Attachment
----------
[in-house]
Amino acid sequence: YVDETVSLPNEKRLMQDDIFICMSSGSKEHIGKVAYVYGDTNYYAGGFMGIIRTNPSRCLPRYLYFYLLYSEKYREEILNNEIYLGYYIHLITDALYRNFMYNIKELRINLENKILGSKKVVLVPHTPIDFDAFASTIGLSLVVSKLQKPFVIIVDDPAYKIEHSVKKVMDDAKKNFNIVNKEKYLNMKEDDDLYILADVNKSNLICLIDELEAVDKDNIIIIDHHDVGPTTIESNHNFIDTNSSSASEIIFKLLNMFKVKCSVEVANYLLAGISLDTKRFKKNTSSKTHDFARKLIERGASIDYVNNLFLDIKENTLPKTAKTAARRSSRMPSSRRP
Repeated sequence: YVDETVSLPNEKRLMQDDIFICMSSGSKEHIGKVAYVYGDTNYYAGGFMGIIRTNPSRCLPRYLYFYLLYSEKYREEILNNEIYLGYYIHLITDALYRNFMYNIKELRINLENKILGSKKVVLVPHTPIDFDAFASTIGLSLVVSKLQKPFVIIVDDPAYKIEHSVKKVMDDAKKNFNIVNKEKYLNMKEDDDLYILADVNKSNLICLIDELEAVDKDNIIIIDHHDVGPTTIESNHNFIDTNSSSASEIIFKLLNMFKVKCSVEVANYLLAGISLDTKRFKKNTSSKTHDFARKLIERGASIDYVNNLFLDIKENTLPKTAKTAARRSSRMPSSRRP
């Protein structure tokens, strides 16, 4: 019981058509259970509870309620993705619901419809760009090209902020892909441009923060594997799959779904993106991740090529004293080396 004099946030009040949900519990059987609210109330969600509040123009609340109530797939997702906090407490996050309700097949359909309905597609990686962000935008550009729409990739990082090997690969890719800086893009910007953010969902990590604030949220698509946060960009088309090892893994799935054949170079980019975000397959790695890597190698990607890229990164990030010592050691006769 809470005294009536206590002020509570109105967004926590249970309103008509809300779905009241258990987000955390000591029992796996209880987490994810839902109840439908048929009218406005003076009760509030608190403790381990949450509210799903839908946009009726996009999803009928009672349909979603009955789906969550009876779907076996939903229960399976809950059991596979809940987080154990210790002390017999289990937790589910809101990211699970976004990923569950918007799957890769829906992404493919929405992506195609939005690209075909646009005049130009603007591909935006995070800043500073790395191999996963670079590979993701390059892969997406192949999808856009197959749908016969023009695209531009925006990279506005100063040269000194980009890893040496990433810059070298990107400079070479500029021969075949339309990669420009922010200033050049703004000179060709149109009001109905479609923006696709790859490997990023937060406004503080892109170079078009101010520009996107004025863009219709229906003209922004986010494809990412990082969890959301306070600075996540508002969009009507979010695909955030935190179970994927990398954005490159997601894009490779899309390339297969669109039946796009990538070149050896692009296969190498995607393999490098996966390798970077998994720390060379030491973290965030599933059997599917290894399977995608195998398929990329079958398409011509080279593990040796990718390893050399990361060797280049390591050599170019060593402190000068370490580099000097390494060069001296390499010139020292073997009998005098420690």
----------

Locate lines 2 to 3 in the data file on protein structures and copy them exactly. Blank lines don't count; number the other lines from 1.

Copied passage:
Amino acid sequence: YVDETVSLPNEKRLMQDDIFICMSSGSKEHIGKVAYVYGDTNYYAGGFMGIIRTNPSRCLPRYLYFYLLYSEKYREEILNNEIYLGYYIHLITDALYRNFMYNIKELRINLENKILGSKKVVLVPHTPIDFDAFASTIGLSLVVSKLQKPFVIIVDDPAYKIEHSVKKVMDDAKKNFNIVNKEKYLNMKEDDDLYILADVNKSNLICLIDELEAVDKDNIIIIDHHDVGPTTIESNHNFIDTNSSSASEIIFKLLNMFKVKCSVEVANYLLAGISLDTKRFKKNTSSKTHDFARKLIERGASIDYVNNLFLDIKENTLPKTAKTAARRSSRMPSSRRP
Repeated sequence: YVDETVSLPNEKRLMQDDIFICMSSGSKEHIGKVAYVYGDTNYYAGGFMGIIRTNPSRCLPRYLYFYLLYSEKYREEILNNEIYLGYYIHLITDALYRNFMYNIKELRINLENKILGSKKVVLVPHTPIDFDAFASTIGLSLVVSKLQKPFVIIVDDPAYKIEHSVKKVMDDAKKNFNIVNKEKYLNMKEDDDLYILADVNKSNLICLIDELEAVDKDNIIIIDHHDVGPTTIESNHNFIDTNSSSASEIIFKLLNMFKVKCSVEVANYLLAGISLDTKRFKKNTSSKTHDFARKLIERGASIDYVNNLFLDIKENTLPKTAKTAARRSSRMPSSRRP